A sampling of projects from firms that made our Top 100 Giants ranking in 2018.

Submit your best products and projects to the 2018 Best of Year awards today!

The final significant legal chapter played out this month in the decade-long aftermath of a terrible gas explosion that killed four people and injured more than 60 others at a factory in Garner, N.C.

Judges in a courtroom 1,271 miles away in Lincoln, Neb. ruled that ConAgra, the owner of the plant where Slim Jims were made, owed Jacobs, the engineering powerhouse, more than $100 million that Jacobs and its insurers had paid to settle lawsuits from the explosion. The appeals court decisions upheld a jury verdict reached in March, 2016, following a long trial. The jury assigned all the blame to ConAgra and another contractor.

What is unusual is that Jacobs and its insurers made the payouts in lawsuit settlements despite Jacobs having little if anything to do with the disaster.

Jacobs was one of the defendants in the numerous lawsuits over the accident. But the case is unusual in that Jacobs and, presumably, its insurers made the payouts despite Jacobs having little if anything to do with the disaster.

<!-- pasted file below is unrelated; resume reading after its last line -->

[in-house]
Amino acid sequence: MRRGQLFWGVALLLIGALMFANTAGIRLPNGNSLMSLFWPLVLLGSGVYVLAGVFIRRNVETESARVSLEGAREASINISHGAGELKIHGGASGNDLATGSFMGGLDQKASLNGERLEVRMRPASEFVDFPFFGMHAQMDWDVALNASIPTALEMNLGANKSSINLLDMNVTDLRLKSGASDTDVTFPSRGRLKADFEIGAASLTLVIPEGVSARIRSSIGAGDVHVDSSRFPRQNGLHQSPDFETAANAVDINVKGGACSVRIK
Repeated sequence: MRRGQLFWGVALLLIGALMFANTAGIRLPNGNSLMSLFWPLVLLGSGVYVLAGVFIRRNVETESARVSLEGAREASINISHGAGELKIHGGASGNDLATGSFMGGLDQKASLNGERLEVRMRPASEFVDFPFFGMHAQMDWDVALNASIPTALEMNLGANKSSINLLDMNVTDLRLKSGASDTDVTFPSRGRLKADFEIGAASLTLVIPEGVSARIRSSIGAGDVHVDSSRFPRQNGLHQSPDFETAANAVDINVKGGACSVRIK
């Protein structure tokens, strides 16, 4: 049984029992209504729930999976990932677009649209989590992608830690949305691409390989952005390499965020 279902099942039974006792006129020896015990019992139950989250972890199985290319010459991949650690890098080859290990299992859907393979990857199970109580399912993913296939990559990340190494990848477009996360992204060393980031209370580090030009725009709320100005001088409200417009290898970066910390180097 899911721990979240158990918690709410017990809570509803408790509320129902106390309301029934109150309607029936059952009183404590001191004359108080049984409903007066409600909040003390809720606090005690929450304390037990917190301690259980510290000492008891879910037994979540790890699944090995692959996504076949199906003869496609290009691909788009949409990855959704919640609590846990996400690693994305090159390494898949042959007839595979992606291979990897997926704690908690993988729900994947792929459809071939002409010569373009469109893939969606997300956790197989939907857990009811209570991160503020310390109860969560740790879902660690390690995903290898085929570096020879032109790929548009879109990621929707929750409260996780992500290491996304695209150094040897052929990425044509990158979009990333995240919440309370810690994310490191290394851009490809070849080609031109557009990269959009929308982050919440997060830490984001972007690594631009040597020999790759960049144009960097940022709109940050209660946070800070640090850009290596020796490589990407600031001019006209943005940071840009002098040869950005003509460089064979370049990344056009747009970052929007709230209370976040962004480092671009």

ConAgra was updating the plant’s water heating system. After rejecting Jacobs proposal for the project as too costly, it hired the engineer to play a limited support role on the work. In the work agreement, ConAgra and Jacobs indemnified each other for damages caused by each parties’ own negligence.

ConAgra hired Energy Systems Analysts (ESA), a high-efficiency water heater contractor, to design and install a 5-million btu gas-fired water heater. And Jacobs designated an employee, Donald Pottner, as onsite project manager for its work. But two ConAgra employees—engineering manager Timothy Yost, and John Puff, the plant’s utilities manager—were supervising the work.

When the time came to commission the new water heating system, Pottner was ill and could not be present so ConAgra agreed to supervise that part of the work itself.

What happened next is a textbook example of why not to purge gas lines into the interior of a building, according to a report by the federal Chemical Safety Board.

Puff was responsible for determining the procedure to connect the new equipment to the plant’s gas supply, according to the account by the appeals court judges. On June 4, 2009, Puff instructed the crew to purge the line to the boiler with a hose leading outside, but he failed to provide the instruction to purge the line to the hot water tank. Puff stated that “[w]e just didn’t get to it.” Yost admitted the line to the hot water tank should have been purged before startup to prevent an explosive mixture.